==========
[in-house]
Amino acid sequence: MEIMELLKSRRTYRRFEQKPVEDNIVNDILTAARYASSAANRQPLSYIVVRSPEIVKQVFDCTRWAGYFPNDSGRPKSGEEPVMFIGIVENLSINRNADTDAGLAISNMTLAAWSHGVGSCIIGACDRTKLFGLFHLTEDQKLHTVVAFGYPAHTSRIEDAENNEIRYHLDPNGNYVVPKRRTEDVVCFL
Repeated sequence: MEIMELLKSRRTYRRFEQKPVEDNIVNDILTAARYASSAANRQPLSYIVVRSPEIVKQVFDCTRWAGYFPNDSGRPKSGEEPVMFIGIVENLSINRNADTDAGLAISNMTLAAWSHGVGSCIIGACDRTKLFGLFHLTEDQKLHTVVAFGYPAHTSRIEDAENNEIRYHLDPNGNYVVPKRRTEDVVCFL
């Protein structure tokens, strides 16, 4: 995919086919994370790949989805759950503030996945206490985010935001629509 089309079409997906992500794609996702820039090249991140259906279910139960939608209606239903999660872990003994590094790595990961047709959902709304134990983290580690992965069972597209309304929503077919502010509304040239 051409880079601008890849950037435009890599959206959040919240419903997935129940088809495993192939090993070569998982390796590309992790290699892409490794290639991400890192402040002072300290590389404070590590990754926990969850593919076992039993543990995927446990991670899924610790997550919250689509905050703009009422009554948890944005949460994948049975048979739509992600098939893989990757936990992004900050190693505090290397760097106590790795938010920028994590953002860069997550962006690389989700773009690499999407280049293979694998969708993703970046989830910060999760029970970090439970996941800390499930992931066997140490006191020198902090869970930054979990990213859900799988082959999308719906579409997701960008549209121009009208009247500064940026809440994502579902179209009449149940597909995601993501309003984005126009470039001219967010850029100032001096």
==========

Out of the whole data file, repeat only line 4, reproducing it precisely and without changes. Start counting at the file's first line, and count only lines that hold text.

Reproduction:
């Protein structure tokens, strides 16, 4: 995919086919994370790949989805759950503030996945206490985010935001629509 089309079409997906992500794609996702820039090249991140259906279910139960939608209606239903999660872990003994590094790595990961047709959902709304134990983290580690992965069972597209309304929503077919502010509304040239 051409880079601008890849950037435009890599959206959040919240419903997935129940088809495993192939090993070569998982390796590309992790290699892409490794290639991400890192402040002072300290590389404070590590990754926990969850593919076992039993543990995927446990991670899924610790997550919250689509905050703009009422009554948890944005949460994948049975048979739509992600098939893989990757936990992004900050190693505090290397760097106590790795938010920028994590953002860069997550962006690389989700773009690499999407280049293979694998969708993703970046989830910060999760029970970090439970996941800390499930992931066997140490006191020198902090869970930054979990990213859900799988082959999308719906579409997701960008549209121009009208009247500064940026809440994502579902179209009449149940597909995601993501309003984005126009470039001219967010850029100032001096």